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Dole Offers Censure Plan

Dole Former Senate majority leader Bob Dole is offering a censure proposal that would spare his 1996 opponent ouster. (Reuters)

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  • By Helen Dewar
    Washington Post Staff Writer
    Wednesday, December 16, 1998; Page A25

    Former Senate majority leader and Republican presidential candidate Robert J. Dole urged the Senate yesterday to forgo a trial of President Clinton and wrap up impeachment proceedings by Jan. 2 with a toughly worded condemnation that Clinton would have to sign.

    Some Democratic senators reacted favorably to the idea, and some Republicans said Dole's plan could form the basis for a plea bargain later in the process. But senators also worried whether the proposal would improperly short-circuit constitutional procedures for a Senate trial of impeachment articles that appear likely to be approved by the House later this week.

    As of now, if the House votes to impeach, Senate leaders plan to begin proceedings leading to a trial when Congress reconvenes Jan. 6.

    Among a half-dozen senators contacted yesterday after Dole's proposal was aired in an opinion column in the New York Times, Democrats appeared more intrigued than Republicans by Dole's proposal, largely because they like his idea of going straight to a penalty that falls short of conviction and removal from office. But as a longtime Senate GOP leader and the party's standard-bearer against Clinton in 1996, Dole also maintains influence among Republicans.

    "It's typical of Bob Dole. It very carefully covers all the bases for what I assume would be a very tough censure resolution," said Sen. Robert F. Bennett (R-Utah). But "it would only stand if everyone decided to set an impeachment vote aside, and, at the moment, I think that is premature."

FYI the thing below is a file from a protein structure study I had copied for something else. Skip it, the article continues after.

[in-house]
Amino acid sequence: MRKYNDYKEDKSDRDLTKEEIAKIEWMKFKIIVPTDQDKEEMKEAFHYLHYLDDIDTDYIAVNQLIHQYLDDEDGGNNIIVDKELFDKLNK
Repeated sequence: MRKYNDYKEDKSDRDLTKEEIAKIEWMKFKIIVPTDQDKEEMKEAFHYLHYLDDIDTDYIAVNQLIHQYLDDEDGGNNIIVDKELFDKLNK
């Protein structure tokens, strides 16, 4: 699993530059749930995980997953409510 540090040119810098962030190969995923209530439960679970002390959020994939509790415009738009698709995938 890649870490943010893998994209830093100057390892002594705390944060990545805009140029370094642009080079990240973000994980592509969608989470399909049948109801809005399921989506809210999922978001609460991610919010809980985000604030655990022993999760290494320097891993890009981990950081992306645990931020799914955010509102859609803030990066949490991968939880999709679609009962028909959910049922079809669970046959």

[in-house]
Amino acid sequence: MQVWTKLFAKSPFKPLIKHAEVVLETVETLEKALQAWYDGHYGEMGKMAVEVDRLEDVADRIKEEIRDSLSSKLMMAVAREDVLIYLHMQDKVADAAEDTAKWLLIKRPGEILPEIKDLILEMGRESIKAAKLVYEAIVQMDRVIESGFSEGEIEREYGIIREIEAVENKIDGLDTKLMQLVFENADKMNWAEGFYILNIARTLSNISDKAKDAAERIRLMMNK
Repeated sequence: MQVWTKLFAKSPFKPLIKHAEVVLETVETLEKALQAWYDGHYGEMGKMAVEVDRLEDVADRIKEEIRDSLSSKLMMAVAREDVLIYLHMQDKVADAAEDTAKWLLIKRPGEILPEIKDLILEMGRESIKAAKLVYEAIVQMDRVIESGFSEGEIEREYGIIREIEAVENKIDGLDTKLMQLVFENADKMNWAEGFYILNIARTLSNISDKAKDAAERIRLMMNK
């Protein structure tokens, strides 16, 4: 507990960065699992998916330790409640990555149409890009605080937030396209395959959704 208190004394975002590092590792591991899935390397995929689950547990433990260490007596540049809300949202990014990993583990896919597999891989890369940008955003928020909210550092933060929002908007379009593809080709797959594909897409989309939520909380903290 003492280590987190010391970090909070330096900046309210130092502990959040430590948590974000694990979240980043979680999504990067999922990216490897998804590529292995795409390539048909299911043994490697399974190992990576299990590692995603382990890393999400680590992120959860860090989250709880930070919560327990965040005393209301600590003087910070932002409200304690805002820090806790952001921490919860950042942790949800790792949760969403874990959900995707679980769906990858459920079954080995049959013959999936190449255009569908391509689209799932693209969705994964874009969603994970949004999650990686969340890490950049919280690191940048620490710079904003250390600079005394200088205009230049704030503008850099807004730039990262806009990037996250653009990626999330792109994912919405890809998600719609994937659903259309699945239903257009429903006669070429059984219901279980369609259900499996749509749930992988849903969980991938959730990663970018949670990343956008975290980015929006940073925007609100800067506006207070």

"If it's clear [a trial] would lead to an outcome that we would not be comfortable with, then it could be very useful," Bennett added.

    Bennett said the Dole scenario might materialize if it became evident -- as it appears now -- that the Senate would fall short of the two-thirds majority needed to oust a president -- and that Clinton would face no sanction from Congress as a whole.

    While never using the words "censure" or "plea-bargain," Dole outlined a process that could achieve just those results without what many lawmakers have described as the lengthy and painful ordeal of a trial.

    As Dole described the process, it would play out in the Senate regardless of whether the House votes to impeach Clinton.

    Majority Leader Trent Lott (R-Miss.) would "at the earliest possible time" introduce a joint resolution -- meaning one that requires presidential signature -- that would contain the "essence or 'guts' " of the impeachment resolutions before the House, according to Dole.

    Clinton would have to agree publicly to support the resolution and to sign it at a public ceremony. Congressional Democratic leaders would have to actively work for its passage. Clinton would have to agree voluntarily to any penalties imposed by Congress; Dole did not propose any specific penalties.

    Once these conditions are met, the Senate would then suspend or amend the rules governing a trial and consider the resolution, with strict time limits and no amendments, followed by House action under similar constraints. The goal would be to get the resolution passed and signed by Jan. 2.

    Dole said he had consulted with no one about his plan, which he described as a "blending of responsibility and justice." An aide said yesterday that Dole would not elaborate on his proposal but that he had received many phone calls, "much more positive than negative."

    Sen. Arlen Specter (R-Pa.), in a telephone interview from Israel, where he was traveling with Clinton, said Dole's proposal "sounds to me like a sophisticated form of censure and my sense is it would not be acceptable in the Senate." Sen. Richard G. Lugar (R-Ind.) said he thought the process is already "moving ahead on a reasonably expedited timetable."

    Sen. John F. Kerry (D-Mass.) said Dole's proposal was "a version of what's been bouncing around the Senate, what a lot of us have been talking about." Sen. Robert G. Torricelli (D-N.J.) said it would "register the seriousness of the situation without lasting constitutional damage." Kerry said it would only have a chance if Republican leaders embrace it. Lott had no comment pending action on impeachment in the House.

    © Copyright The Washington Post Company

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